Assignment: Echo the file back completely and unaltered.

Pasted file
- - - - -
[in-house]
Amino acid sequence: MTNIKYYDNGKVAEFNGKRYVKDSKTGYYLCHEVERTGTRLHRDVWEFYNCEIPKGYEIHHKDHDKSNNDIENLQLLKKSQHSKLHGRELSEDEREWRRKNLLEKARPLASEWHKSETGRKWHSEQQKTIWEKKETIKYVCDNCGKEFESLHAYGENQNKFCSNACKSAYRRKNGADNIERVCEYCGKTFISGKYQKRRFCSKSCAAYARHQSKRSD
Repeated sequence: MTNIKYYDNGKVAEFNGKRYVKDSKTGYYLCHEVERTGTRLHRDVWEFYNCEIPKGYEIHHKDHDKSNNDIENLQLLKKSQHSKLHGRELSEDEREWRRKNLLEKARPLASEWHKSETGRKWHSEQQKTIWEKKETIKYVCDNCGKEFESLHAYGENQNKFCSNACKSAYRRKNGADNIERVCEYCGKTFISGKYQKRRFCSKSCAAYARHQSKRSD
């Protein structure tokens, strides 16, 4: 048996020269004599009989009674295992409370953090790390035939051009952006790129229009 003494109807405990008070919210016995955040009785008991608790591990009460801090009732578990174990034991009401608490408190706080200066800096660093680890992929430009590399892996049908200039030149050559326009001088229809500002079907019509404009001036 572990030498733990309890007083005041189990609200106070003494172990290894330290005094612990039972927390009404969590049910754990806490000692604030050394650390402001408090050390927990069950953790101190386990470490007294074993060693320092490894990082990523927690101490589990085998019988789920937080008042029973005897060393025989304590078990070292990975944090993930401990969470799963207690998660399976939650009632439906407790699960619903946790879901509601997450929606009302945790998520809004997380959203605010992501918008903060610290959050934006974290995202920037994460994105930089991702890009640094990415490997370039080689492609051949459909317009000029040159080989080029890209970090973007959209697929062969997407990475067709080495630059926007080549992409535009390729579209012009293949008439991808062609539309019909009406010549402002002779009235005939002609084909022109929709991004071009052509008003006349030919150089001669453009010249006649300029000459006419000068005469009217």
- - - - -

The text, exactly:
[in-house]
Amino acid sequence: MTNIKYYDNGKVAEFNGKRYVKDSKTGYYLCHEVERTGTRLHRDVWEFYNCEIPKGYEIHHKDHDKSNNDIENLQLLKKSQHSKLHGRELSEDEREWRRKNLLEKARPLASEWHKSETGRKWHSEQQKTIWEKKETIKYVCDNCGKEFESLHAYGENQNKFCSNACKSAYRRKNGADNIERVCEYCGKTFISGKYQKRRFCSKSCAAYARHQSKRSD
Repeated sequence: MTNIKYYDNGKVAEFNGKRYVKDSKTGYYLCHEVERTGTRLHRDVWEFYNCEIPKGYEIHHKDHDKSNNDIENLQLLKKSQHSKLHGRELSEDEREWRRKNLLEKARPLASEWHKSETGRKWHSEQQKTIWEKKETIKYVCDNCGKEFESLHAYGENQNKFCSNACKSAYRRKNGADNIERVCEYCGKTFISGKYQKRRFCSKSCAAYARHQSKRSD
């Protein structure tokens, strides 16, 4: 048996020269004599009989009674295992409370953090790390035939051009952006790129229009 003494109807405990008070919210016995955040009785008991608790591990009460801090009732578990174990034991009401608490408190706080200066800096660093680890992929430009590399892996049908200039030149050559326009001088229809500002079907019509404009001036 572990030498733990309890007083005041189990609200106070003494172990290894330290005094612990039972927390009404969590049910754990806490000692604030050394650390402001408090050390927990069950953790101190386990470490007294074993060693320092490894990082990523927690101490589990085998019988789920937080008042029973005897060393025989304590078990070292990975944090993930401990969470799963207690998660399976939650009632439906407790699960619903946790879901509601997450929606009302945790998520809004997380959203605010992501918008903060610290959050934006974290995202920037994460994105930089991702890009640094990415490997370039080689492609051949459909317009000029040159080989080029890209970090973007959209697929062969997407990475067709080495630059926007080549992409535009390729579209012009293949008439991808062609539309019909009406010549402002002779009235005939002609084909022109929709991004071009052509008003006349030919150089001669453009010249006649300029000459006419000068005469009217």